Communion story: Still looking for those Vatican quotes

It's time to ask the question again: Has anyone in the audience seen a mainstream news report on the issue of Sen. John "Call me JFK" Kerry and Communion that quotes the key Vatican language on politics, life issues and conscience? I have not. I would like to pause for a second, however, and note two recent articles that did identify key elements of this story. The first is that this is not really a church-state matter, if one takes Catholic doctrine seriously at all. And, since there are millions of people who do take Catholic doctrine seriously (and millions who do not), I would argue that the doctrinal issues should be reported in mainstream press coverage. So how do you cover this without mentioning the actual statements from Rome?

In a recent New York Times report on this controversy, Laurie Goodstein did not address the Vatican statements. It would, of course, be a major event if the Holy Scriptures of elite news did so. However, she did focus in on the heart of this story. This is not about a few bishops wanting to deny Communion to candidate Kerry. This is a story about a major division in the U.S. Catholic bishops on how to respond or not respond to the Vatican. Goodstein reports:

The discord among the bishops, a group that usually tries to speak with a unified voice, has provoked dismay from Vatican officials and even Pope John Paul II, according to transcripts and reports of recent Vatican meetings with American prelates.

Cardinal Joseph F. Ratzinger, a Vatican official, told a group of visiting American bishops ... that he wanted to meet with an American task force that is studying how to relate to Catholic politicians. And the pope, in an address on marriage last month to American bishops, made a general but pointed reference to "the formation of factions within the church" in the United States. ...

Under church law, bishops who head the nation's 195 dioceses are entitled to decide how to apply church teaching in their own jurisdictions. Only about 15 bishops have said publicly that politicians who support abortion rights should not receive communion. And some of these bishops have clarified their stances, saying that such politicians should not present themselves for communion.

For journalists, the next major news hook is when the bishops gather behind closed doors on June 14 in Colorado for several days of prayer, Bible study and tension you could cut with a knife. Once again, this is not a story about the division of church and state. It's about the division of doctrine and sacraments. It's important, for example, that the bishops are supposed to be preparing a major statement on Catholic life and the Eucharist. It may end up being more important than the upcoming statement on Catholics in politics.

What many of the bishops seem to be saying goes something like this: People who do what Kerry is doing are placing their souls at risk, but it would be wrong for bishops to try to stop them.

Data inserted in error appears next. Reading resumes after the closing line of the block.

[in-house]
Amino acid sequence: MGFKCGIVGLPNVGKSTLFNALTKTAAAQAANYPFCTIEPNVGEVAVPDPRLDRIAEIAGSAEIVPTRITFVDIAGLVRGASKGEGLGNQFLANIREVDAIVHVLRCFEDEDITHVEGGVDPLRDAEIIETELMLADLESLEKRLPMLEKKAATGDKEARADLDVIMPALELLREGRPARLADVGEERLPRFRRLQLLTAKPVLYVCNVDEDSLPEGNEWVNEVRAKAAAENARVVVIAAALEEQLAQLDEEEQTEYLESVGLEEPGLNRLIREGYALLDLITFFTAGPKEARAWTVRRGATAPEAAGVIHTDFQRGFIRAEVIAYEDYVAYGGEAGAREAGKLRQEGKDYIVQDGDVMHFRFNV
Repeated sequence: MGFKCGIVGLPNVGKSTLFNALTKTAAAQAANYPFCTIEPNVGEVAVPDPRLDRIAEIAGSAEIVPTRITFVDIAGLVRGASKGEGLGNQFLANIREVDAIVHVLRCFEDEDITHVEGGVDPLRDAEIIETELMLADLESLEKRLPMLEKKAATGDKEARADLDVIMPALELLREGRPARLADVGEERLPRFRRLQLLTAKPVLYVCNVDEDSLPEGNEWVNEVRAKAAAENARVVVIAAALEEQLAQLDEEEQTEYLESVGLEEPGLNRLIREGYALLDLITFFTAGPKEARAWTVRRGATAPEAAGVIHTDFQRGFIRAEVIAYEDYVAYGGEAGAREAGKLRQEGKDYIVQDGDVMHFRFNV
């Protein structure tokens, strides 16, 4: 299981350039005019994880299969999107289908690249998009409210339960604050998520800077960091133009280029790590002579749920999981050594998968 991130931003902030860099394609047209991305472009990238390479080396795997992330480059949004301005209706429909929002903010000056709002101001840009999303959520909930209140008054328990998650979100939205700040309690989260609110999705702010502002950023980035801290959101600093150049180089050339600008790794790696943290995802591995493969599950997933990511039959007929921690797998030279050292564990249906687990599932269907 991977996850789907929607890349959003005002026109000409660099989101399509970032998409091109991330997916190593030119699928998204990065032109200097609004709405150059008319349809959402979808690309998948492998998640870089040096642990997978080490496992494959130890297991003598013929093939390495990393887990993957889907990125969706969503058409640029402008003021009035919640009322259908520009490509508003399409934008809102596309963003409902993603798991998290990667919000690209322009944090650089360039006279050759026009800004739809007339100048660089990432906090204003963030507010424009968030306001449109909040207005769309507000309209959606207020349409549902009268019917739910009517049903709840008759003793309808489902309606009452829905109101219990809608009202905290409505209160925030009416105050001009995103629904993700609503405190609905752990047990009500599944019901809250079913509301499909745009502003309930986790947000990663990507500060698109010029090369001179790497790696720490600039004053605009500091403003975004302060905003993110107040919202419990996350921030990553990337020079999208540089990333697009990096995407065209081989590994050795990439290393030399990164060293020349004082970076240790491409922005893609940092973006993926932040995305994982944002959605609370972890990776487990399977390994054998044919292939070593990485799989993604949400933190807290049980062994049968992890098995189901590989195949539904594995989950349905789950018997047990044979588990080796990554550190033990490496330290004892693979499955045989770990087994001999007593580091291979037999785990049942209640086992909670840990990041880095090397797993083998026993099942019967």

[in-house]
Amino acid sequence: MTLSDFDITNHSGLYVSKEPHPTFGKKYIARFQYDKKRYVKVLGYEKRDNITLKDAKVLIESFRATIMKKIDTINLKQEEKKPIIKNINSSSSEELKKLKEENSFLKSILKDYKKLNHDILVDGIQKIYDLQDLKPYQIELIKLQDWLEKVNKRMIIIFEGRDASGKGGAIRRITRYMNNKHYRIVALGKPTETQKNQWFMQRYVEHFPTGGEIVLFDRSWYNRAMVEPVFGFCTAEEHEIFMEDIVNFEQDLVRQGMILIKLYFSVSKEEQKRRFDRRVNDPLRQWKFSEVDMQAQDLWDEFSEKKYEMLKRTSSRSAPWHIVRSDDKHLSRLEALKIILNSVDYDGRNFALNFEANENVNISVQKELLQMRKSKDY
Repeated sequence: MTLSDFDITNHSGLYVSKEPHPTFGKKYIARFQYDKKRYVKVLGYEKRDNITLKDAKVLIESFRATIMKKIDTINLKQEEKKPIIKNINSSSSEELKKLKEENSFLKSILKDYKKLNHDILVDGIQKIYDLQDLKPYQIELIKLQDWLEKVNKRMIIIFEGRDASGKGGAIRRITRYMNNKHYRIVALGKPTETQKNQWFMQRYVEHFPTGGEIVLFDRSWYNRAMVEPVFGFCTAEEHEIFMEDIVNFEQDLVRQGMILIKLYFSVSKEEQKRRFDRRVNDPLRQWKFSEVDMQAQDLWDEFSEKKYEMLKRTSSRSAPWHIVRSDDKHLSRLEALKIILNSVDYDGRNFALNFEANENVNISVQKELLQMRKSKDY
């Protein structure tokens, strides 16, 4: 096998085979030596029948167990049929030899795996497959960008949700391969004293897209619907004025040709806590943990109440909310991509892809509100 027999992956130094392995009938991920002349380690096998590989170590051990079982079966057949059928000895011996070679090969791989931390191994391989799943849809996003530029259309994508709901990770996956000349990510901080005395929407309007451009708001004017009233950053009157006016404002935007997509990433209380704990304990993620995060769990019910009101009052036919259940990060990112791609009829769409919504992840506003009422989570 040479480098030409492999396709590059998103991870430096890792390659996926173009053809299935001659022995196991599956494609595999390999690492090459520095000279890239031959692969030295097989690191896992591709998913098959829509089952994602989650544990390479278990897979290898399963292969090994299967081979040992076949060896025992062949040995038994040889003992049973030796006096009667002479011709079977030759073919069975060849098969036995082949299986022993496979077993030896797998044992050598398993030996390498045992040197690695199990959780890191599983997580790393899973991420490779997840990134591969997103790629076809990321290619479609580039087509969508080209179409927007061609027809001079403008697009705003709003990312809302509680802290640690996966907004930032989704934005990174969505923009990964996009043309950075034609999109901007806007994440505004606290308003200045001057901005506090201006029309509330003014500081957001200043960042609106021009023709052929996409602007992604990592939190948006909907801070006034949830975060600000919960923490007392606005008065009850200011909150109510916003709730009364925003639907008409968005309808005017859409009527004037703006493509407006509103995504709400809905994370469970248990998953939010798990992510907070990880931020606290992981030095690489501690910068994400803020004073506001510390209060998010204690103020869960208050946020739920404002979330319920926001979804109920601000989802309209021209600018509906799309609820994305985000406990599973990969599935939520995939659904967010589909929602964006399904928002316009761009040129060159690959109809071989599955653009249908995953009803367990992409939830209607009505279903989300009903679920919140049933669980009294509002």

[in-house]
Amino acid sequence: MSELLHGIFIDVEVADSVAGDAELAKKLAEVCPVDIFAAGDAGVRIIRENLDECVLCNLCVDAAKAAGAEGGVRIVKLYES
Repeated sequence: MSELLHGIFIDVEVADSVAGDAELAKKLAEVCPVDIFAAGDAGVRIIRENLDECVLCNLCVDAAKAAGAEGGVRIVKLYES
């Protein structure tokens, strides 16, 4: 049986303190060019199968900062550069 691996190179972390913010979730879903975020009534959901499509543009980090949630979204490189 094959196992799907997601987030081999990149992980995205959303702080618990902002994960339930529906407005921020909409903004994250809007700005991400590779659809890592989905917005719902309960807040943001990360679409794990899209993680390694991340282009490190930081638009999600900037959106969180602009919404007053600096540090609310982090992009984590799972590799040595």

This brings us to the second story -- which does concern politics.

A journalist who has at least managed to address both the political and doctrinal sides of this controversy is -- no surprise -- the veteran Newsweek religion reporter Kenneth Woodward. On the political side, he recently focused on an under-covered reality in this story. The conservative bishops are being accused of promoting the Republican Party. Meanwhile, the Vatican statements clearly call for a link between politics and the defense of the rights of the unborn. The larger problem -- one linked to the ongoing "pew gap" reality in American life -- is the lack of national-level Democrats (Catholics or otherwise) who are opposed to abortion on demand.

Does anyone doubt that the bishops would be pro-Democrat if there were any pro-life Democrats to promote? Here is a long passage from Woodward on this issue. Note the crucial word "practicing" in the very first sentence.

For the pope, the bishops and -- if polls are to believed -- for most practicing Catholics, abortion is the taking of innocent life and therefore violates the most fundamental of human rights. By contrast, the pope's opposition to capital punishment is conditional, not absolute, and the church's application of just war principles is open to reasoned debate. When it comes to abortion, there is far less room for discussion.

If the present situation comes with a twist, it is this: As recently as 40 years ago, Democrats were more likely than Republicans to oppose abortion. ... In recent years, the party has done little to welcome Catholics who oppose abortion. At the 1992 Democratic National Convention, party leaders prevented Robert P. Casey, the pro-life governor of Pennsylvania, from airing his views in a speech. As president, one of the few issues on which Bill Clinton would not compromise or triangulate was abortion. More recently, Mr. Kerry has said that if Senator John McCain, a Republican, agreed to be his running mate, "The only thing he would have to do is say, 'I'm not going to appoint any judges who would overturn Roe v. Wade.' "

Even now, Republicans can seem more flexible than Democrats in accommodating dissidents on the abortion issue. Think of Senator Arlen Specter of Pennsylvania, who just survived a primary fight with a pro-lifer, or of California's new pro-choice governor, Arnold Schwarzenegger. No wonder, then, that many Catholics have abandoned the party toward which they once felt tribal allegiance, and have become one of the largest blocs of swing voters in recent presidential elections. If the Democrats feel the bishops are out to stigmatize them, it is because on "choice," the party seems to permit none.

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